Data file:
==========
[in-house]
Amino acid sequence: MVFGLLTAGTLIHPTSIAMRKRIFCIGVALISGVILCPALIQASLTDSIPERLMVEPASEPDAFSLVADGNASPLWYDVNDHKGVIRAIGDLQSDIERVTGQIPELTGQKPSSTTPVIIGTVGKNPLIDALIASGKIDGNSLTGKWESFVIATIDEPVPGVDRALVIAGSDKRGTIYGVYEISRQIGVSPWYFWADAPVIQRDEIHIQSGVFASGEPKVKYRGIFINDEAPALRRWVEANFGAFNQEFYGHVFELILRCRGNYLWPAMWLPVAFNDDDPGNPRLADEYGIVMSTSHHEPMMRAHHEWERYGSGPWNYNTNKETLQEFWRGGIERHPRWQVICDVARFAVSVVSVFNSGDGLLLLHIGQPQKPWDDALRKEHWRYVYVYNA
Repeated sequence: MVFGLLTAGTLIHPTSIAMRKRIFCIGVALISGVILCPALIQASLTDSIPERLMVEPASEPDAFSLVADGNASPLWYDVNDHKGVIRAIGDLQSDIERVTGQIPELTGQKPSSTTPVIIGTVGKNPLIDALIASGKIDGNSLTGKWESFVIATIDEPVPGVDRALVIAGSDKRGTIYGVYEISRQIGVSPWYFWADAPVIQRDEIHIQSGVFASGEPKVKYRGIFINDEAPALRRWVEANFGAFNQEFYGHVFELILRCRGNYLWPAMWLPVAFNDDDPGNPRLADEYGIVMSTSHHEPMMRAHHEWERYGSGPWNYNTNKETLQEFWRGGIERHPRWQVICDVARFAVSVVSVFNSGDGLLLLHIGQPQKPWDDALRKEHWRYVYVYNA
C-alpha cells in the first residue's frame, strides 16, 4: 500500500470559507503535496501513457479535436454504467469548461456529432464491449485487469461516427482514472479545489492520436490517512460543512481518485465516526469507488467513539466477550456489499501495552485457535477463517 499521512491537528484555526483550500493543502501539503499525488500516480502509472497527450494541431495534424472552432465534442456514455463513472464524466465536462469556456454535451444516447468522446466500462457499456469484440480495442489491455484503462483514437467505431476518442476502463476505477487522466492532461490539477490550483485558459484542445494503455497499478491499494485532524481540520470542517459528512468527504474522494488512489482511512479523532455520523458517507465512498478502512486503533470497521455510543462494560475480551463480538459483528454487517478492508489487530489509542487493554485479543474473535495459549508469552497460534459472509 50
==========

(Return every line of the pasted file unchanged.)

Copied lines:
[in-house]
Amino acid sequence: MVFGLLTAGTLIHPTSIAMRKRIFCIGVALISGVILCPALIQASLTDSIPERLMVEPASEPDAFSLVADGNASPLWYDVNDHKGVIRAIGDLQSDIERVTGQIPELTGQKPSSTTPVIIGTVGKNPLIDALIASGKIDGNSLTGKWESFVIATIDEPVPGVDRALVIAGSDKRGTIYGVYEISRQIGVSPWYFWADAPVIQRDEIHIQSGVFASGEPKVKYRGIFINDEAPALRRWVEANFGAFNQEFYGHVFELILRCRGNYLWPAMWLPVAFNDDDPGNPRLADEYGIVMSTSHHEPMMRAHHEWERYGSGPWNYNTNKETLQEFWRGGIERHPRWQVICDVARFAVSVVSVFNSGDGLLLLHIGQPQKPWDDALRKEHWRYVYVYNA
Repeated sequence: MVFGLLTAGTLIHPTSIAMRKRIFCIGVALISGVILCPALIQASLTDSIPERLMVEPASEPDAFSLVADGNASPLWYDVNDHKGVIRAIGDLQSDIERVTGQIPELTGQKPSSTTPVIIGTVGKNPLIDALIASGKIDGNSLTGKWESFVIATIDEPVPGVDRALVIAGSDKRGTIYGVYEISRQIGVSPWYFWADAPVIQRDEIHIQSGVFASGEPKVKYRGIFINDEAPALRRWVEANFGAFNQEFYGHVFELILRCRGNYLWPAMWLPVAFNDDDPGNPRLADEYGIVMSTSHHEPMMRAHHEWERYGSGPWNYNTNKETLQEFWRGGIERHPRWQVICDVARFAVSVVSVFNSGDGLLLLHIGQPQKPWDDALRKEHWRYVYVYNA
C-alpha cells in the first residue's frame, strides 16, 4: 500500500470559507503535496501513457479535436454504467469548461456529432464491449485487469461516427482514472479545489492520436490517512460543512481518485465516526469507488467513539466477550456489499501495552485457535477463517 499521512491537528484555526483550500493543502501539503499525488500516480502509472497527450494541431495534424472552432465534442456514455463513472464524466465536462469556456454535451444516447468522446466500462457499456469484440480495442489491455484503462483514437467505431476518442476502463476505477487522466492532461490539477490550483485558459484542445494503455497499478491499494485532524481540520470542517459528512468527504474522494488512489482511512479523532455520523458517507465512498478502512486503533470497521455510543462494560475480551463480538459483528454487517478492508489487530489509542487493554485479543474473535495459549508469552497460534459472509 50